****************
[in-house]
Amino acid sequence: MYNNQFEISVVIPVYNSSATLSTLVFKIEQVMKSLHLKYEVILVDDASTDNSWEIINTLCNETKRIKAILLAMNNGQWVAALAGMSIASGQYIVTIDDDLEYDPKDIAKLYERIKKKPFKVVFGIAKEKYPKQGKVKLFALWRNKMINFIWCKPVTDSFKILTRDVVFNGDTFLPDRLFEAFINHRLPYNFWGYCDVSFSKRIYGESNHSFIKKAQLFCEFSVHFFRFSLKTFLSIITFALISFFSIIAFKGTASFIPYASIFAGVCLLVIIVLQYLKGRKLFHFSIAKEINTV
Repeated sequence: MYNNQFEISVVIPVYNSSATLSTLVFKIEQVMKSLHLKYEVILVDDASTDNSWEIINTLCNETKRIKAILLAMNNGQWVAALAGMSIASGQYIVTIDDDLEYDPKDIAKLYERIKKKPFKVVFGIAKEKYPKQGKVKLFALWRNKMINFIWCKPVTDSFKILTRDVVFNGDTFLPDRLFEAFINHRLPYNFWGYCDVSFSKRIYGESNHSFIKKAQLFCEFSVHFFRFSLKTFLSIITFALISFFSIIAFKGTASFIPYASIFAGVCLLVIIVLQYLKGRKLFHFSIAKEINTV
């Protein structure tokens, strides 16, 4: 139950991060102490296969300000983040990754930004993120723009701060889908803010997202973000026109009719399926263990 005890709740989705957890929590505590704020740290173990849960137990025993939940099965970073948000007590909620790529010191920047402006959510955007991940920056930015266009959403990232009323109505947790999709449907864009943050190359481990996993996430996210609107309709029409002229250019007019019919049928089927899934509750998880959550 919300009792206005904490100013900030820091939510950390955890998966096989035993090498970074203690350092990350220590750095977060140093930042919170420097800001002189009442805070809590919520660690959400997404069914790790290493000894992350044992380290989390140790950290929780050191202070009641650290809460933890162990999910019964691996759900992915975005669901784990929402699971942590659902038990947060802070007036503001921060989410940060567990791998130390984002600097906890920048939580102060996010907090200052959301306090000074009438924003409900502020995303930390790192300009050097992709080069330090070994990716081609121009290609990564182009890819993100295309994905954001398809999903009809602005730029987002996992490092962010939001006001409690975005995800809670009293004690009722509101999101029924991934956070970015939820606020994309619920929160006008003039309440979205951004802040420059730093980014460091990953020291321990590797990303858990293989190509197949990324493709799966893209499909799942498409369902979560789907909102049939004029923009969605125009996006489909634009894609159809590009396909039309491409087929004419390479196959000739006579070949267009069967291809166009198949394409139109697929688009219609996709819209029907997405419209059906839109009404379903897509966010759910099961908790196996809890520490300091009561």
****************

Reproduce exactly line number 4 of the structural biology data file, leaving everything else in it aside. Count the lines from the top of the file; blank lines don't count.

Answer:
């Protein structure tokens, strides 16, 4: 139950991060102490296969300000983040990754930004993120723009701060889908803010997202973000026109009719399926263990 005890709740989705957890929590505590704020740290173990849960137990025993939940099965970073948000007590909620790529010191920047402006959510955007991940920056930015266009959403990232009323109505947790999709449907864009943050190359481990996993996430996210609107309709029409002229250019007019019919049928089927899934509750998880959550 919300009792206005904490100013900030820091939510950390955890998966096989035993090498970074203690350092990350220590750095977060140093930042919170420097800001002189009442805070809590919520660690959400997404069914790790290493000894992350044992380290989390140790950290929780050191202070009641650290809460933890162990999910019964691996759900992915975005669901784990929402699971942590659902038990947060802070007036503001921060989410940060567990791998130390984002600097906890920048939580102060996010907090200052959301306090000074009438924003409900502020995303930390790192300009050097992709080069330090070994990716081609121009290609990564182009890819993100295309994905954001398809999903009809602005730029987002996992490092962010939001006001409690975005995800809670009293004690009722509101999101029924991934956070970015939820606020994309619920929160006008003039309440979205951004802040420059730093980014460091990953020291321990590797990303858990293989190509197949990324493709799966893209499909799942498409369902979560789907909102049939004029923009969605125009996006489909634009894609159809590009396909039309491409087929004419390479196959000739006579070949267009069967291809166009198949394409139109697929688009219609996709819209029907997405419209059906839109009404379903897509966010759910099961908790196996809890520490300091009561």